Recent surveys of chief executive officers rank management succession planning as one of the most critical issues facing organizations today. As stated previously in the discussion of organizational pressures for comprehensive human resource planning, the reasons for concern include competition, the narrowing technology gap, a narrowing gap in managerial talent, and an improved average educational level throughout the workforce.

Increasingly, companies are recognizing the importance of the placement of outstanding management talent in their key management positions and superior bench strength to fill those positions when vacated. IBM, Corning Glass Works, Exxon, General Electric, and Citicorp are leaders in terms of developing a supply of well-qualified managerial talent. Because their executive succession planning processes have excellent reputations and are considered industry models, they have been selected as representative case studies cited in the literature. Citicorp, IBM, Exxon, and GE were each mentioned a number of times by the senior human resource executives who participated in this study as organizations having model succession planning processes.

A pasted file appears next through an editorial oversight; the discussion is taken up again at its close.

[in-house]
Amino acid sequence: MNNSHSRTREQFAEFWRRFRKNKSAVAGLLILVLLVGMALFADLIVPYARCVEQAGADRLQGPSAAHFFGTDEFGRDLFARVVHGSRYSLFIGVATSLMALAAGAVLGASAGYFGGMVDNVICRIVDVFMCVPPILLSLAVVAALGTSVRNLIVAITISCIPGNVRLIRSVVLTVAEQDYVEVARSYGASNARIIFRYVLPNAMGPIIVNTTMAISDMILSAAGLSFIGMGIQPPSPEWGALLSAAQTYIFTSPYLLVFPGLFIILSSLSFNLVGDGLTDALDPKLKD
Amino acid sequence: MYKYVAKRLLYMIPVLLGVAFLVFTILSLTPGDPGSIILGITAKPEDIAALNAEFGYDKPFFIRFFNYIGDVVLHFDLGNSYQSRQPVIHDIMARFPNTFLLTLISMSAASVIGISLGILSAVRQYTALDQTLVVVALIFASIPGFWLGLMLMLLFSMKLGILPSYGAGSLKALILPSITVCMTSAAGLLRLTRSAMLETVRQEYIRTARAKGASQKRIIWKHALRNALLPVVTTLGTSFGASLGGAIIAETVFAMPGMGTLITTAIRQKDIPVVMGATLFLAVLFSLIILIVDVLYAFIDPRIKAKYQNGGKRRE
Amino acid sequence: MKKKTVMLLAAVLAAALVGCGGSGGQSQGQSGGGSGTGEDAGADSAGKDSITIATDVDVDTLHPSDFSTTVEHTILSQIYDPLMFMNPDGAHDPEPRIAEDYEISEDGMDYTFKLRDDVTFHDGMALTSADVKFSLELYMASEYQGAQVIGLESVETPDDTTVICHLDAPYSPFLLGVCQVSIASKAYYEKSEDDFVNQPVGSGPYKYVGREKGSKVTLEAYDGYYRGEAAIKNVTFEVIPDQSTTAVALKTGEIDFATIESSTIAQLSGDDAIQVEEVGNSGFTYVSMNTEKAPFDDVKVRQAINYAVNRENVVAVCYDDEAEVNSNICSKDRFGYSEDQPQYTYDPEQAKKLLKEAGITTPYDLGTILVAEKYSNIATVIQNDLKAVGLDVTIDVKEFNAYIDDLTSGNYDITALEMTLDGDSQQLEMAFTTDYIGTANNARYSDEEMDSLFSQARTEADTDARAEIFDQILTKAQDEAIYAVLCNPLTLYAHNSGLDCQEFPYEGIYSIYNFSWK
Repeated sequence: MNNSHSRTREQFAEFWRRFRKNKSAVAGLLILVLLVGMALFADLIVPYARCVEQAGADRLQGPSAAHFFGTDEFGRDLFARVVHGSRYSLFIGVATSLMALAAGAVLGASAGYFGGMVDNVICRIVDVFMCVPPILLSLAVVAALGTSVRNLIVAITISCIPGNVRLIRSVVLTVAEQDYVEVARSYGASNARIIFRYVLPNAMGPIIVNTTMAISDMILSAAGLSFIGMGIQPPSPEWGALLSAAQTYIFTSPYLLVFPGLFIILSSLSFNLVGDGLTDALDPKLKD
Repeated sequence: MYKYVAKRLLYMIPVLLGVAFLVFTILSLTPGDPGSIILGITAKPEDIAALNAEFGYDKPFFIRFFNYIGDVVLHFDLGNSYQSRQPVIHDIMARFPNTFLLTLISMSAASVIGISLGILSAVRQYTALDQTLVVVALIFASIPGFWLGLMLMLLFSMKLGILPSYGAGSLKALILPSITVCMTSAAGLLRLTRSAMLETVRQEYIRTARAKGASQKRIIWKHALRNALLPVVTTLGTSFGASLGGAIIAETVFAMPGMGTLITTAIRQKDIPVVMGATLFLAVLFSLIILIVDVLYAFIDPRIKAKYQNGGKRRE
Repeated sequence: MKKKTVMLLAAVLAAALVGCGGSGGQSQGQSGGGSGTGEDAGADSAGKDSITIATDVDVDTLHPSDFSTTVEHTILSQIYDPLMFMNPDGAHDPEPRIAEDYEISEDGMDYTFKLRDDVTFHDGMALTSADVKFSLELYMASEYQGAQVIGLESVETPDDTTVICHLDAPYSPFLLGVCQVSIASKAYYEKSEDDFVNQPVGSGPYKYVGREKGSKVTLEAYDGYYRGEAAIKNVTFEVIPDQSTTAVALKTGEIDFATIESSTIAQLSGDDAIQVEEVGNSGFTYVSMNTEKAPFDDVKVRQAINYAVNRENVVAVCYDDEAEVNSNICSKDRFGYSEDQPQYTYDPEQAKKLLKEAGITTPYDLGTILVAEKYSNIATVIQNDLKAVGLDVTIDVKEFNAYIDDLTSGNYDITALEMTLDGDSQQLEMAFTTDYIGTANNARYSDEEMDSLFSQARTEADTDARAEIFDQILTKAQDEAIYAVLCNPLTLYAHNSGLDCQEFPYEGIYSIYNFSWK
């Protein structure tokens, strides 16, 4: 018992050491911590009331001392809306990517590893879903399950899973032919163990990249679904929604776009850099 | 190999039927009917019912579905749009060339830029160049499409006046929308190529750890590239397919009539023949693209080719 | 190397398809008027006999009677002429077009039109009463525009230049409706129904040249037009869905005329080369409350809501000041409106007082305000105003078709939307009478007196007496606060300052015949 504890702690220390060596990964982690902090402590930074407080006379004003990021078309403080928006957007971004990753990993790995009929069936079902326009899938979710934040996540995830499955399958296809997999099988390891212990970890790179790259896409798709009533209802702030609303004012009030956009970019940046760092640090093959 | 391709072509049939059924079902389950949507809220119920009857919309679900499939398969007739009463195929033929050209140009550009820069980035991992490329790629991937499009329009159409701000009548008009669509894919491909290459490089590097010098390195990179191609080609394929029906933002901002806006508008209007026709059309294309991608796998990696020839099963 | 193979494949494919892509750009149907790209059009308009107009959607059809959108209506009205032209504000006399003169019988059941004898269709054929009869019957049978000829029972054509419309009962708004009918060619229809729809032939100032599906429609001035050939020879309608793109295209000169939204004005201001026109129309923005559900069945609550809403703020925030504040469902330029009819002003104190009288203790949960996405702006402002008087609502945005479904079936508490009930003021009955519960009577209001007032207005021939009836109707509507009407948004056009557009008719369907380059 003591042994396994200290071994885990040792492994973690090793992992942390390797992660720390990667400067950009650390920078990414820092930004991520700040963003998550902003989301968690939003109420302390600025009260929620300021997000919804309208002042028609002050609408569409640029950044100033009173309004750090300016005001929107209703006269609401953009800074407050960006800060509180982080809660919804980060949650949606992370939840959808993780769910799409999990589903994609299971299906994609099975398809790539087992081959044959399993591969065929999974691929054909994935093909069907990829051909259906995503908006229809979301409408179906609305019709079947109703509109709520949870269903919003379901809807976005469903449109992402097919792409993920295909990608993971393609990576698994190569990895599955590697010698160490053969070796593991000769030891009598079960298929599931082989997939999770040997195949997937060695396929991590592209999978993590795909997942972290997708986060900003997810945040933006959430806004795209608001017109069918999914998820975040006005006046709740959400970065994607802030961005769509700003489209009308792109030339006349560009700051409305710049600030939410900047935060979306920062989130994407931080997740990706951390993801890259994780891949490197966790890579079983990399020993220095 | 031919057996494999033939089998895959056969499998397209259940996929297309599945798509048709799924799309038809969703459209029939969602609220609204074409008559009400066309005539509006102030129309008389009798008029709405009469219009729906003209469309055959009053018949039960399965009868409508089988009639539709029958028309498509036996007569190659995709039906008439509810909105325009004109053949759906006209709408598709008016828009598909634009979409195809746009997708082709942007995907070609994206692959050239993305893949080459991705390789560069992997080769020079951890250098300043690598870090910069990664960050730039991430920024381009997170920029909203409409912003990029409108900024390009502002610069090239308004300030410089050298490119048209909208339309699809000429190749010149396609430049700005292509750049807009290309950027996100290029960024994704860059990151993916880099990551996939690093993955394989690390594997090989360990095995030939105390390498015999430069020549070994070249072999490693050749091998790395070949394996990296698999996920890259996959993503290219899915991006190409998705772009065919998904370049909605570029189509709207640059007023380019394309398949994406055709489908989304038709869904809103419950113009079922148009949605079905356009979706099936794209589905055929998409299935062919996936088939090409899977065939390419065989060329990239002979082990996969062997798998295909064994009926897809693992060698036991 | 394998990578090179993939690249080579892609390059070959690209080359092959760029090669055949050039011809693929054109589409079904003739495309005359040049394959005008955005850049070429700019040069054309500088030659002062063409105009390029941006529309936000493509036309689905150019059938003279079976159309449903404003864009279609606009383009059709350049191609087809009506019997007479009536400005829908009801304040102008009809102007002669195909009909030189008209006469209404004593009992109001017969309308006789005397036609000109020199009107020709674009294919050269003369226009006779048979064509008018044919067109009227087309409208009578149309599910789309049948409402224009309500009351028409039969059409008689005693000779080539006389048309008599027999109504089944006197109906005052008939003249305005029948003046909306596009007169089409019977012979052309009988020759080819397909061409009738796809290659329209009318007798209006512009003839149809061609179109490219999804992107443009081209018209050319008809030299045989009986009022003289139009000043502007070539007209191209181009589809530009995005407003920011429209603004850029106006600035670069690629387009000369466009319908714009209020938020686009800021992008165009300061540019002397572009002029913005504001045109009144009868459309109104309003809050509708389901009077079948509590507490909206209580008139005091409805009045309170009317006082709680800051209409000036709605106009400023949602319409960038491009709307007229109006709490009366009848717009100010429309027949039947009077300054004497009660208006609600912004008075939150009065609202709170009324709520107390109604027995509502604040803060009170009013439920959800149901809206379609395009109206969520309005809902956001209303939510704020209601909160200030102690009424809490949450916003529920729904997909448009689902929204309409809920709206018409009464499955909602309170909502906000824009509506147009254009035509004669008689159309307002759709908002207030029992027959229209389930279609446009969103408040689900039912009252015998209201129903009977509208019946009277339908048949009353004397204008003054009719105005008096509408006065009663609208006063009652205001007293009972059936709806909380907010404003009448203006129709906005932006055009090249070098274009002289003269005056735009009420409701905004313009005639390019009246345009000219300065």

Corning Glass has been included here because it offers an example of an organization that initiated ESP under the stress of economic pressures. It also provides an example of an organization that is still struggling with the process and provides insight into some of the difficulties that can be encountered in contrast to the success stories the other four cases offer. However, the ESP approach among these companies differs and researchers agree that there is no single approach to management succession and development planning. Differences in programs and processes are attributed to several factors mentioned previously in this literature review; namely, organizational structure, management style, organization size, and rate of organizational growth. An analysis of these factors should precede the development of any executive succession planning effort.

 As the field of human resource management is still in the pre-paradigm stage without a generally agreed-upon definition or model, it is important to describe current practices as accurately as possible.  

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